An album of photos from my trip to China can be viewed online at http://gallery.me.com/rperci#100575. While I was in China, the China Daily reported on the Forbes’ China list of China’s 400 wealthiest individuals. Topping this year’s list is electric car magnate Wang Chuanfu whose wealth quintupled last year to $5.8 billion due to the skyrocketing value of his company BYD, which is about to launch a line of electric cars in China and the U.S. So Al Gore is not the only astute entrepreneur who is doing well by doing what is good for the environment.

Sunday, November 8, 2009

China Trip, Shanghai Roundtable & South African Justice (Belated Nov. 1 Post)

I've just returned from a week and a half in China where I spoke at conferences in Shanghai, Wuhan and Beijing and gave a guest lecture to students in Shanghai. Because I was behind the "great firewall" I was unable to post on this site last week, though I was able to post on my parallel site at: www.globalenvironmentallaw.com. The following is the November 1 posting that I am belatedly posting here. I will shortly post an update on activities during the past week.

On Wednesday morning I flew to China where I will be speaking at three conferences over the course of 11 days. Shortly after arriving in Shanghai on Thursday afternoon I met with Jim Curtis and May Wang from the Maryland China Center to help organize a reception for the Maryland law students I will be bringing to China in March 2010. The Center, which was established by the state of Maryland, hosted a similar reception for the group of Maryland faculty, students, and alums who visited me in China in March 2008 when I was teaching in Beijing as a Fulbright scholar. I was delighted to discover that the Maryland Center can provide a much wider range of services than I previously had anticipated.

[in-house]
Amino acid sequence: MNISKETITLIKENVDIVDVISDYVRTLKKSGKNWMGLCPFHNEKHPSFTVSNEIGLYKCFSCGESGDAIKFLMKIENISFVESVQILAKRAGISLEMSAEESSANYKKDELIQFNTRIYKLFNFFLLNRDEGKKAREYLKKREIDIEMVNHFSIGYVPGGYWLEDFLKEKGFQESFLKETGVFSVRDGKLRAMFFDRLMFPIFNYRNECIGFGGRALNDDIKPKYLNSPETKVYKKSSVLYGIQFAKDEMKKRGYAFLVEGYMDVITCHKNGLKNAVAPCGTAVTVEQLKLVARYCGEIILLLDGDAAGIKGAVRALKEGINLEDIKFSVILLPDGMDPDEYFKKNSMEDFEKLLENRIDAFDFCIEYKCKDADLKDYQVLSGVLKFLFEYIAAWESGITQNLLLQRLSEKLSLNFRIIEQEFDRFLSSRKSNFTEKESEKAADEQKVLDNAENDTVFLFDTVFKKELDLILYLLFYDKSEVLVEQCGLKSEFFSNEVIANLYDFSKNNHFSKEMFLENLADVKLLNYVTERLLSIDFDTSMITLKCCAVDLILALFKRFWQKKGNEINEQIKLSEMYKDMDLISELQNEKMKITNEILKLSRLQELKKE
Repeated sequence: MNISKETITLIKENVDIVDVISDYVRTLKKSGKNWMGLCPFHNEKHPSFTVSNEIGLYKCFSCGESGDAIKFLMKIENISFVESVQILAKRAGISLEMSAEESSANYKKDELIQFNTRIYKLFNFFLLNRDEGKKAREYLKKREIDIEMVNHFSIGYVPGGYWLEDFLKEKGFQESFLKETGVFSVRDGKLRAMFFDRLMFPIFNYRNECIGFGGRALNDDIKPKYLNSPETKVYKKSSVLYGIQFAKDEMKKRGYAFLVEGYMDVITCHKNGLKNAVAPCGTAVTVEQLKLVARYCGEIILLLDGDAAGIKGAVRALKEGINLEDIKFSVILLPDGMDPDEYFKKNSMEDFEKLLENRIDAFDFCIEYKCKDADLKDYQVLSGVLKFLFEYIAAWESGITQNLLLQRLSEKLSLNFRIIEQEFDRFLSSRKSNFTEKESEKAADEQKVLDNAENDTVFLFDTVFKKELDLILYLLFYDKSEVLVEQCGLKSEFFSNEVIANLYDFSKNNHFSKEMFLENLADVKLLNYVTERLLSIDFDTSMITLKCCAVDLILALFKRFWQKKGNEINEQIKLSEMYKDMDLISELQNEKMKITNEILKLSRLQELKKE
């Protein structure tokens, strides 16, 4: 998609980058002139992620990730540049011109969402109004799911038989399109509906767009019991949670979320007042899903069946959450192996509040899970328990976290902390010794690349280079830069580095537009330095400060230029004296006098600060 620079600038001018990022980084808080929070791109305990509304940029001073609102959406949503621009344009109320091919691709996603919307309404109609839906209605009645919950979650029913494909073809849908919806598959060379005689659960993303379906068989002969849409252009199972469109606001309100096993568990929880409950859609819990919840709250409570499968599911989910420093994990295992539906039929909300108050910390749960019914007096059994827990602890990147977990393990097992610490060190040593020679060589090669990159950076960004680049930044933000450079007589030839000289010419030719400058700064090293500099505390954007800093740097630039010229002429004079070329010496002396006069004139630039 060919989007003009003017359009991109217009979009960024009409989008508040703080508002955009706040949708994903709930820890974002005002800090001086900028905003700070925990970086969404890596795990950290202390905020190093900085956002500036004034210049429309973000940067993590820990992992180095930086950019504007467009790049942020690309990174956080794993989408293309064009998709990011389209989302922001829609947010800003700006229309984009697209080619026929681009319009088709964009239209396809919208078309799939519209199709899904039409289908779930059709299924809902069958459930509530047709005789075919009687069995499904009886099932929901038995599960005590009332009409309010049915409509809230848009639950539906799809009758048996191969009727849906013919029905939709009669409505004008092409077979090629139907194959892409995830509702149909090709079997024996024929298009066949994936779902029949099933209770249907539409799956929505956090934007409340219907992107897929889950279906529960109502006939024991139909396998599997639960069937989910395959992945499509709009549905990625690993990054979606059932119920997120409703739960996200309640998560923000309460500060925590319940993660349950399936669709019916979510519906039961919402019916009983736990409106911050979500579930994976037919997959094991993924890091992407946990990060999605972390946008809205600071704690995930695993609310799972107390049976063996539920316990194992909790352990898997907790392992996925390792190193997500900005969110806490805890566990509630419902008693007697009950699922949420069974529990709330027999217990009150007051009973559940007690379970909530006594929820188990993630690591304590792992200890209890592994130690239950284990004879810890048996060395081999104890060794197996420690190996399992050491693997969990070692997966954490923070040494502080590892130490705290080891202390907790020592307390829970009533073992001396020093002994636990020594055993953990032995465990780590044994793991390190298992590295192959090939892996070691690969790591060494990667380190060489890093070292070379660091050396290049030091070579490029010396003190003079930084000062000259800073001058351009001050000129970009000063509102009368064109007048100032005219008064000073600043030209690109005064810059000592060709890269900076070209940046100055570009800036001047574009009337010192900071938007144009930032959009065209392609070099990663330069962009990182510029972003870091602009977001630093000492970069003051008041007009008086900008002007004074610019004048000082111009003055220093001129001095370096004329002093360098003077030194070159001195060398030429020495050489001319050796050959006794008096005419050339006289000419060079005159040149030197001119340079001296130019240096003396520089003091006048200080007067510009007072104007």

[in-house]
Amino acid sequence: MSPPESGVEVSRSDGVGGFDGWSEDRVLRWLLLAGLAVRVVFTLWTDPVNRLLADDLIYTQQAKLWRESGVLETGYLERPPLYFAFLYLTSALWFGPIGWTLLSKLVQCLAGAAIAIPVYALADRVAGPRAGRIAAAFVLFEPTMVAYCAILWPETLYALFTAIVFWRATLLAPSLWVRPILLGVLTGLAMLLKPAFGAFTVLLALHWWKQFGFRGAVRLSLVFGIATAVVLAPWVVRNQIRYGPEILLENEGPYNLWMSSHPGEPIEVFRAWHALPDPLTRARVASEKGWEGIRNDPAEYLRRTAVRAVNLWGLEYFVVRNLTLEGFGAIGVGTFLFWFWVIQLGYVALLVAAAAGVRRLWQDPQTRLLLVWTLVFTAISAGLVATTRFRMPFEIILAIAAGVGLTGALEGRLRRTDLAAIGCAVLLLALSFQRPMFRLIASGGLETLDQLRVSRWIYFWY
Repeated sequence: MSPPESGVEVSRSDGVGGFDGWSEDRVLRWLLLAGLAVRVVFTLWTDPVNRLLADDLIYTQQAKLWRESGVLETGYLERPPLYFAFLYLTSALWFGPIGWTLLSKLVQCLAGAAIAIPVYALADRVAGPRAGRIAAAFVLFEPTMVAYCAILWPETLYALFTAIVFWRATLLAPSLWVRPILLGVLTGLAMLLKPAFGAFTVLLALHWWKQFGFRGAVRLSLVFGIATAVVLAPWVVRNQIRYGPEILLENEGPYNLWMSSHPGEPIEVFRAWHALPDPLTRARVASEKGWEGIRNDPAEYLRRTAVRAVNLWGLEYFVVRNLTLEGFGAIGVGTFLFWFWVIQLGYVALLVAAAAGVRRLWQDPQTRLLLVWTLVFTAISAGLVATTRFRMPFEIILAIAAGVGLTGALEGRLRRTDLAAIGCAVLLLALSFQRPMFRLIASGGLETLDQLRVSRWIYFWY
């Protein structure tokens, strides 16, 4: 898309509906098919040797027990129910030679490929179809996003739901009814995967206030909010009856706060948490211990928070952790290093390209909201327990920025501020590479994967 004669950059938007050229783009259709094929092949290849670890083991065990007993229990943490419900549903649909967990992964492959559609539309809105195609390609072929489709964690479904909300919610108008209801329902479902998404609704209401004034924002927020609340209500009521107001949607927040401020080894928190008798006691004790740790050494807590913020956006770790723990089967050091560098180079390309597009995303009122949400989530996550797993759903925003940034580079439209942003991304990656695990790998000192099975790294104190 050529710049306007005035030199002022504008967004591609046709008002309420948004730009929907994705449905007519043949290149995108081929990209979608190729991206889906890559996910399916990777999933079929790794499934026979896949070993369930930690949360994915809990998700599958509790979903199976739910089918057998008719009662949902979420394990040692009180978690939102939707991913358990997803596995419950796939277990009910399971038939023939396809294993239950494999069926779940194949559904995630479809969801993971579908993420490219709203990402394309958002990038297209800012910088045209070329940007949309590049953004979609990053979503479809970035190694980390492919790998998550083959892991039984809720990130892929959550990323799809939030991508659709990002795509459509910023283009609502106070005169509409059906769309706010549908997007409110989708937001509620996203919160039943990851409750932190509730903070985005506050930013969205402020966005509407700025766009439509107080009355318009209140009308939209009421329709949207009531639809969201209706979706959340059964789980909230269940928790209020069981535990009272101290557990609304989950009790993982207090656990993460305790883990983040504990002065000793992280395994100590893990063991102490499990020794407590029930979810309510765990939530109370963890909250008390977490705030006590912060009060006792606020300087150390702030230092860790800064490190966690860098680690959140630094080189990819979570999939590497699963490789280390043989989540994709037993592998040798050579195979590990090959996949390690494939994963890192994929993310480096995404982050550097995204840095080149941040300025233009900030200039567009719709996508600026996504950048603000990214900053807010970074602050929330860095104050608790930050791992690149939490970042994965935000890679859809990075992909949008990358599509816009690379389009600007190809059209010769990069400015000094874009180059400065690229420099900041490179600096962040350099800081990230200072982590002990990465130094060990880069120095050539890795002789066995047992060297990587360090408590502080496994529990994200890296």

On Thursday evening I gave a guest lecture at the East China Normal University in Shanghai. The class on “Law and Society” was part of New York University’s “NYU in Shanghai” program. Most of the students in the class were NYU undergraduates, though there were a few students from other universities as well. I gave a broad historical outline of how environmental law had developed in the U.S. and China and I discussed how climate change was helping to drive the development of global environmental law.

On Friday I met Professor Linda Malone from William and Mary at the Shangri-La Hotel in Pudong. We took a taxi together for the long trip out into the suburbs for a conference on “US NEPA, Environmental Federalism, Climate Change and New Developments in Environmental Law and Policy.” The conference was co-sponsored by Shanghai Jiao Tong University (SJTU) and Pace University’s Center for Environmental Legal Studies. It was designed to bring legal scholars from the U.S., China and Australia together with Chinese environmental officials to compare notes on new developments in environmental law. The U.S. presentations focused on explaining how the process of environmental impact assessment is conducted under our National Environmental Policy Act (NEPA) and efforts to control U.S. emissions of greenhouse gases (GHGs).